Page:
View Full Version : Help with pavers/block wall.....

Mike's Yard Services
08-16-2005, 01:22 AM
Am helping neighbor with wall project and she decided she wants to put pavers in front of wall. Luckily a pattern of two lenghtwise and another across....will make up the gap between the drive and wall face. My dilemma, which would you put in first....pavers or wall? I think the pavers, I am thinking a 1x4 as a backer for the paver area, gravel then sand?.leveled and then place pavers and then topped with "paverset" I think that is the really fine sand with a bit of portland, wet afterwards and then permanent. The 1x4 would be set low in the back of the pavers so it would be hidden when time to do the base etc for wall. Have put in a few walls, but never at same time as pavers......check pics and please give advice. The pavers will be in the offset area to the right of the area where the driveway used to go to steps....we are relocating the steps about 8 ft to right.....Any help or suggestions....much appreciated. Thanks, Mike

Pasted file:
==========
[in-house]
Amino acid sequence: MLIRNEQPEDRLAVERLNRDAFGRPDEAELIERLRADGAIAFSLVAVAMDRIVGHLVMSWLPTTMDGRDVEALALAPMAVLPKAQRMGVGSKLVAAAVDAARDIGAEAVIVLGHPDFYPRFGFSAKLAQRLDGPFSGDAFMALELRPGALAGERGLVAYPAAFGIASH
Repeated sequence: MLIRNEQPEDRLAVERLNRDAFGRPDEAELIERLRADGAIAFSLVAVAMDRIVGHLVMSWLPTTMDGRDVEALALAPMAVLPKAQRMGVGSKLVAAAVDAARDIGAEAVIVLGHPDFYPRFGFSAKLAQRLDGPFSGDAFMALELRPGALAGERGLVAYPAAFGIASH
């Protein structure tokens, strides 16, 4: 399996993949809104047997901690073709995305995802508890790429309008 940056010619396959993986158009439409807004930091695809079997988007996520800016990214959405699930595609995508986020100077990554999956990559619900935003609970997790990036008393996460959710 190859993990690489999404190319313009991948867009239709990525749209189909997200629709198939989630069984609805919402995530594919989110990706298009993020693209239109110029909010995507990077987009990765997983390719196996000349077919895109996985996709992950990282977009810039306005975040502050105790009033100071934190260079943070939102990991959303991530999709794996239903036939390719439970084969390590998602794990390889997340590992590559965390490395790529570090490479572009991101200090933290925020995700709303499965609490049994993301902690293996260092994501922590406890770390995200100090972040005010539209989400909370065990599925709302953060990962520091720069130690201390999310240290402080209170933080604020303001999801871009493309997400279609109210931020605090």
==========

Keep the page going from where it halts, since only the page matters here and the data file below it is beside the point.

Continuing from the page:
08-16-2005, 08:29 AM
use a real edge restraint like snap edge, etc.......

also your excavation should be at least 9"
6" base, 1" sand and pavers....

Mike's Yard Services
08-16-2005, 10:02 AM
Should it be pavers first, that is my first thought.....so it could be the forward edge ofg the wall when it goes up.......also, excavation is approx 7 in........thought 4 for base and then sand. This is due to be a filler between the drive and wall, not necessarily a "load bearing area"........thanks, Mike

Snap edge.where would I get it?

08-16-2005, 10:21 AM
Use the pavers to gauge where the toe of the wall is going and set the wall first. When you dig the wall trench, it will be too easy to screw up the pavers. You won't need edging if the pavers go against the wall. They will lock between the driveway and the wall. just make sure you keep gauging the distance as you run the bottom course by using the pavers. That way you will minimize cutting.

Mike's Yard Services
08-16-2005, 10:32 AM